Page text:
HEPATIC REGULATION OF THE HUMAN APO-B GENE

  • Das, Hriday (PI)

Project Details

Description

Heart disease is a lethal disease in the United States. Atherosclerosis develops as a result of high serum cholesterol. Cholesterol is transported through the circulation as lipoprotein particles and the protein components of these particles are called apolipoproteins. ApoB, the only protein of LDL, is synthesized primarily in the liver, and plasma levels of LDL cholesterol and apoB correlate directly with atherosclerosis susceptibility. Therefore, factors regulating apoB gene expression should participate in the regulation of plasma cholesterol level, and may be involved in the development of hyperlipidemia and heart diseases. Since traps-acting protein factors interact with cis-acting DNA elements and with themselves to mediate liver specific expression of the human apoB gene, it is necessary to purify and characterize these factors and clone their structural genes to understand the mechanism of hyperlipidemia. To achieve this goal, two such apoB gene regulatory factors BRF-1 and BRF-2, which bind to the apoB gene regulatory elements (-84 to -60) and (-128 to -85) respectively have been purified to apparent homogeneity by DNA- specific affinity chromatography. The molecular weights of these proteins have been determined to be 68 kDa and 120 kDa respectively by SDS/PAGE. The NH2- terminal sequence of BRF-l has been determined to be NH2-Gly-Arg- Ser-Ala-Gly-Ala-Phe-Gly-Arg-Val-Arg-Ile-Glu. A polyclonal anti serum against this peptide has also been raised in rabbit to clone cDNA encoding BRF-1. Factor(s) BRF-3/BRF-4 which produced footprints~(+30 to +41) and (+44 to +53) on the apoB promoter, have also been partially purified. Factors BRF-3/BRF-4 will be purified by DNA-specific affinity chromatography and characterized by SDS/PAGE, DNaseI footprinting and in vitro transcription. Genes encoding these factors will be cloned using antibody probes. Full or partial length cDNAs will be used to synthesize full size or truncated forms of proteins in E. Coli or in an in vitro transcription-translation system. Recombinant proteins could be used to study the role of these factors in apoB gene transcription. Truncated proteins synthesized in vitro could be used to map their domains for DNA- protein, and protein-protein interactions as well as to delineate domains needed for the formation of oligomeric structure. The possible role of these factors in the transcription of other apolipoprotein genes will also be studied.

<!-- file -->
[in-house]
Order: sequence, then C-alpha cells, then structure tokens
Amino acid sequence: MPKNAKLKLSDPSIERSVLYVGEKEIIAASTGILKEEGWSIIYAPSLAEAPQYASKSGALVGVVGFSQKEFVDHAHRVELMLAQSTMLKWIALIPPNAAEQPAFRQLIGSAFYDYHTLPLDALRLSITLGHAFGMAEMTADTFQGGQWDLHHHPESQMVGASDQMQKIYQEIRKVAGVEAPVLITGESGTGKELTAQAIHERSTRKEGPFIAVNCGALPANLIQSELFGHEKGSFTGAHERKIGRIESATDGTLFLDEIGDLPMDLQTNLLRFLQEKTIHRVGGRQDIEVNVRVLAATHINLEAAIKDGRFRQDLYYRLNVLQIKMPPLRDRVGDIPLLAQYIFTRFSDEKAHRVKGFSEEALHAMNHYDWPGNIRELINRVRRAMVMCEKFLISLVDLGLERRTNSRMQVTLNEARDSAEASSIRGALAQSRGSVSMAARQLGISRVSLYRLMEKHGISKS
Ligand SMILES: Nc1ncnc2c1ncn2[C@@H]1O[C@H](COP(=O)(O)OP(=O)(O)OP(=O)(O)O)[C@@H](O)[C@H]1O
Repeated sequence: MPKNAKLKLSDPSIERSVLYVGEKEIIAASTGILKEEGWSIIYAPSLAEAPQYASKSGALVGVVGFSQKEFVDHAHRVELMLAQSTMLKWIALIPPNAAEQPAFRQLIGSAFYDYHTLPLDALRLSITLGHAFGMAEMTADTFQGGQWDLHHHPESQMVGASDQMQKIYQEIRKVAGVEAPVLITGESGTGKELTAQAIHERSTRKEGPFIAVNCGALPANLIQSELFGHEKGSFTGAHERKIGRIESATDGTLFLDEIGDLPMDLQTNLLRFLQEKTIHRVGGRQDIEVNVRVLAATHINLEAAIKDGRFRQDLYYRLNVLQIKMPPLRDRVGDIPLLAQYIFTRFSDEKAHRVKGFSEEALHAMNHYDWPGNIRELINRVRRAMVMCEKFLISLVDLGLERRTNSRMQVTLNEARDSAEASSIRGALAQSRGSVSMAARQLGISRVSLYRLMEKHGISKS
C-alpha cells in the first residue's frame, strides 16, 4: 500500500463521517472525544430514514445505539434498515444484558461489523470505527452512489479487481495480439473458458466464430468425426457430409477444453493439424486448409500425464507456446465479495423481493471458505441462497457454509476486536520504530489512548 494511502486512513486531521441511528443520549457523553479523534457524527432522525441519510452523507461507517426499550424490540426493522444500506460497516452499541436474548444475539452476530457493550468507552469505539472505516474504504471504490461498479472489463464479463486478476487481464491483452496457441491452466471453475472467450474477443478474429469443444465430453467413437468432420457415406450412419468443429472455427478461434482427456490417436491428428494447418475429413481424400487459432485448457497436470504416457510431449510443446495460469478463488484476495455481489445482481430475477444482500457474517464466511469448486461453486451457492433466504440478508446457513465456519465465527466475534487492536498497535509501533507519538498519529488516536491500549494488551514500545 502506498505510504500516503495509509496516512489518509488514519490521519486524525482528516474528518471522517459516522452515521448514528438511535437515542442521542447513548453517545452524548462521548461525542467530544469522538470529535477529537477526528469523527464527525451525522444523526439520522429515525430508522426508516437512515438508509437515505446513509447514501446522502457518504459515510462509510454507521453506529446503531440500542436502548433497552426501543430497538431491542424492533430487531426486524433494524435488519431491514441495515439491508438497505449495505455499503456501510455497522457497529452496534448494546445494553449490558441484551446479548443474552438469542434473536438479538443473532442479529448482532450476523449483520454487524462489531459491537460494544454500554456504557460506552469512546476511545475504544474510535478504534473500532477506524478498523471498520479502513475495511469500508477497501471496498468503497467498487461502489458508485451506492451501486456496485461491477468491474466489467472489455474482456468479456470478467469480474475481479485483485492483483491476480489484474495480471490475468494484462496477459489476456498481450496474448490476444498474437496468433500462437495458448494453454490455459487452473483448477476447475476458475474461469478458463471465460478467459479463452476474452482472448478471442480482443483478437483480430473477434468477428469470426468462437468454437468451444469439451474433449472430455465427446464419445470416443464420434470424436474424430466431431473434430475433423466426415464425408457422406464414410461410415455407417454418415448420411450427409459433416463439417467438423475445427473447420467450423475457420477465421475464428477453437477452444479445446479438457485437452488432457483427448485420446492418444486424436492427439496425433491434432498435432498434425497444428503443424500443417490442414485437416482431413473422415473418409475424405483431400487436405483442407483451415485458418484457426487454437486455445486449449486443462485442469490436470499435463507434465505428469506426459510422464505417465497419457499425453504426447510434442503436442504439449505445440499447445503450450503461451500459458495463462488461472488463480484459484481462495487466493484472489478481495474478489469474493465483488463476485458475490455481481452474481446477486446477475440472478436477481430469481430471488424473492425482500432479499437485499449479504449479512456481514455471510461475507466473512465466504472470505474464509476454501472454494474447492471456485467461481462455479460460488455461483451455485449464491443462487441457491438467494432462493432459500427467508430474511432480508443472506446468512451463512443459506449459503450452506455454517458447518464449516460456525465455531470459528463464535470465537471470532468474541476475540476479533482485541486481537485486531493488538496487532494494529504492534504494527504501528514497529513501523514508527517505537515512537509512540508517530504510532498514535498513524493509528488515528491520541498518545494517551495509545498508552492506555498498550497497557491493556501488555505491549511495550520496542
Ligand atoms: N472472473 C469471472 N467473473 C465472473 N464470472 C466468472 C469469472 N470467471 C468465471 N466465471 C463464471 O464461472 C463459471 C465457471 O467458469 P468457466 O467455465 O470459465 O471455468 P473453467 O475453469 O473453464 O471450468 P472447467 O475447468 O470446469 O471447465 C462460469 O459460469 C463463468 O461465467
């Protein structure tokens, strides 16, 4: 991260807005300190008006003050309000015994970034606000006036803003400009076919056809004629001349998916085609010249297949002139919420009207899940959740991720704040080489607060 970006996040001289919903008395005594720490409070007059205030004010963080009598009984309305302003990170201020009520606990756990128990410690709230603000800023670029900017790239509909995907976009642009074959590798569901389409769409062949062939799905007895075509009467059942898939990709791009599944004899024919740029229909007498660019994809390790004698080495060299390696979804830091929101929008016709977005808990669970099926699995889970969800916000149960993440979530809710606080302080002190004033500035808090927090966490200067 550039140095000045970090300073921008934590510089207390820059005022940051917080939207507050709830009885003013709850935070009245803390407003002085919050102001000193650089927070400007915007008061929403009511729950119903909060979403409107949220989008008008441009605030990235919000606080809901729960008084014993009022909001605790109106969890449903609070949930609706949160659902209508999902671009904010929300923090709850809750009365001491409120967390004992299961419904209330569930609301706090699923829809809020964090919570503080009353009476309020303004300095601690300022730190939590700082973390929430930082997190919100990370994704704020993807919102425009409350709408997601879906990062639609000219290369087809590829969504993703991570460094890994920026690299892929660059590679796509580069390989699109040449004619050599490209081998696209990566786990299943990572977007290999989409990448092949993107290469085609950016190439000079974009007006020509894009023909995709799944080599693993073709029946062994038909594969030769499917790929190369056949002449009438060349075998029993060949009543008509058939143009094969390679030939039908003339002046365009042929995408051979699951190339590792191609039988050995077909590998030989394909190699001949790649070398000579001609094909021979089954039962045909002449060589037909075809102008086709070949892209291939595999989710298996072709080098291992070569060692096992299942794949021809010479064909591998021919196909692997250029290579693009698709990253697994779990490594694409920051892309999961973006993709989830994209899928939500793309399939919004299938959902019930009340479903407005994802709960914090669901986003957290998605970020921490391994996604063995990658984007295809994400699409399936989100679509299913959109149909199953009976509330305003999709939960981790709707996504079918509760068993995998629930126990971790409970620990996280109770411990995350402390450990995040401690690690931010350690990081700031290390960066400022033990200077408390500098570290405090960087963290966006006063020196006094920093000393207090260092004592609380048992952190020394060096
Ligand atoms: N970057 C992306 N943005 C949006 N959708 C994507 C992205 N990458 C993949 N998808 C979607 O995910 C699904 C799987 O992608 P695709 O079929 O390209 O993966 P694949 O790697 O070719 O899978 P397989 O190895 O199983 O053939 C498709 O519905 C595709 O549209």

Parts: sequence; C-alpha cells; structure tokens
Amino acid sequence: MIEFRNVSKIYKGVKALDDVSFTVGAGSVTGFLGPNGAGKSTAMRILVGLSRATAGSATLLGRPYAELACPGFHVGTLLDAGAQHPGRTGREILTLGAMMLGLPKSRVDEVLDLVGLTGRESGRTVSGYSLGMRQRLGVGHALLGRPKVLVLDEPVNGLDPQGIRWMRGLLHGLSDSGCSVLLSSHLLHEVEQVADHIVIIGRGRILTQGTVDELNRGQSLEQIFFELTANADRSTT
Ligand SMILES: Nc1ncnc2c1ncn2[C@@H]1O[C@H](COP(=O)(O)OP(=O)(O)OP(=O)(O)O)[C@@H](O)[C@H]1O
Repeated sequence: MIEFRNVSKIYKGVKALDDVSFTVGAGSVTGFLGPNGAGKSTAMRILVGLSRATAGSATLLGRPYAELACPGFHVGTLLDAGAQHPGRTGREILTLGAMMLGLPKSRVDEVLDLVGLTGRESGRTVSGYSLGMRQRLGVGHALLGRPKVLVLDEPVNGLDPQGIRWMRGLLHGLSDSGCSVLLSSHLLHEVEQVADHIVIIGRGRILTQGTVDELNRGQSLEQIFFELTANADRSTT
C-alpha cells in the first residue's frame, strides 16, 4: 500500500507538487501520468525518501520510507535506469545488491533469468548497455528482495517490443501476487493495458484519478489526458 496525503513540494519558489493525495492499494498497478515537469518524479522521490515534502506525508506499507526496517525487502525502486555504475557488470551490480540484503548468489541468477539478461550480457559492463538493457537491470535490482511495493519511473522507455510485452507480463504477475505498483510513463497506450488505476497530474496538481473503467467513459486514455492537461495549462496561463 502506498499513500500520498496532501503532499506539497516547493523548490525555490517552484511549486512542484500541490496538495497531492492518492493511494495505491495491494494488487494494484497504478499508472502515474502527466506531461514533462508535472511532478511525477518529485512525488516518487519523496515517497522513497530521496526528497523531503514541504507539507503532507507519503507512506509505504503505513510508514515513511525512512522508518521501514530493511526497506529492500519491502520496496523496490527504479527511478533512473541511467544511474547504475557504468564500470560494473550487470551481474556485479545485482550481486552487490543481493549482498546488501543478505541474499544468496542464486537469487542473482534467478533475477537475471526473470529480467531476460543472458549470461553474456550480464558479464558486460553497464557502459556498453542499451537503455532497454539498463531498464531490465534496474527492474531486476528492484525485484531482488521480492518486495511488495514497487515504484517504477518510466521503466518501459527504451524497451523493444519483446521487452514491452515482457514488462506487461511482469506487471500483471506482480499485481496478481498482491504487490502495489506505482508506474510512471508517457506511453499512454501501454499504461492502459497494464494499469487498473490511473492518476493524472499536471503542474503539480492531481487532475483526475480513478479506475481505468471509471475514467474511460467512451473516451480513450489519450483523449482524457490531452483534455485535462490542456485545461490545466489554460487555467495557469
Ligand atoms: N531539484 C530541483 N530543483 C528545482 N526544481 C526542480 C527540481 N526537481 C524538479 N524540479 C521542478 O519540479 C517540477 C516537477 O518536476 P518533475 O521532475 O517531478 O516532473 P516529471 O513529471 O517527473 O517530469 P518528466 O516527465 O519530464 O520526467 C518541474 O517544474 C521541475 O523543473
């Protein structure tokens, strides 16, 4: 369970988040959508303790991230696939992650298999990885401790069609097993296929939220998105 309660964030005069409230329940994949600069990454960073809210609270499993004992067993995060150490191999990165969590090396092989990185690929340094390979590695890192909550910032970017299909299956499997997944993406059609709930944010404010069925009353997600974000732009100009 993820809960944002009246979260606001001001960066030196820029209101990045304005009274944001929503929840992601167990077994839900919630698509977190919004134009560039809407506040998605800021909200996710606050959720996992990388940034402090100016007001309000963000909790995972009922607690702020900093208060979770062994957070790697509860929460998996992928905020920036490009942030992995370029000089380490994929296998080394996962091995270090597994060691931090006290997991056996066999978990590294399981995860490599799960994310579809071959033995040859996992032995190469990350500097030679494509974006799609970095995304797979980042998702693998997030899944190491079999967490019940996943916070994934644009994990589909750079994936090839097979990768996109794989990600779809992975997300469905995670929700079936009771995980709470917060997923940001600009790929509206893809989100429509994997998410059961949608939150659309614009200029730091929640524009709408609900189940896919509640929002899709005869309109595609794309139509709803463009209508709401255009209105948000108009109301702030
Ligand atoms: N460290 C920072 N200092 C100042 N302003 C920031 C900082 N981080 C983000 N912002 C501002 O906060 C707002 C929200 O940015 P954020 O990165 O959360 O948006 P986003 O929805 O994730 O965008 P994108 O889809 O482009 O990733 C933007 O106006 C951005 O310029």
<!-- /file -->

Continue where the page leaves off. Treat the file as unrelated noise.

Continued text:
StatusFinished
Effective start/end date1/09/9330/09/03

Funding

  • National Heart, Lung, and Blood Institute: $192,986.00
  • National Heart, Lung, and Blood Institute: $119,193.00
  • National Heart, Lung, and Blood Institute: $510,755.00

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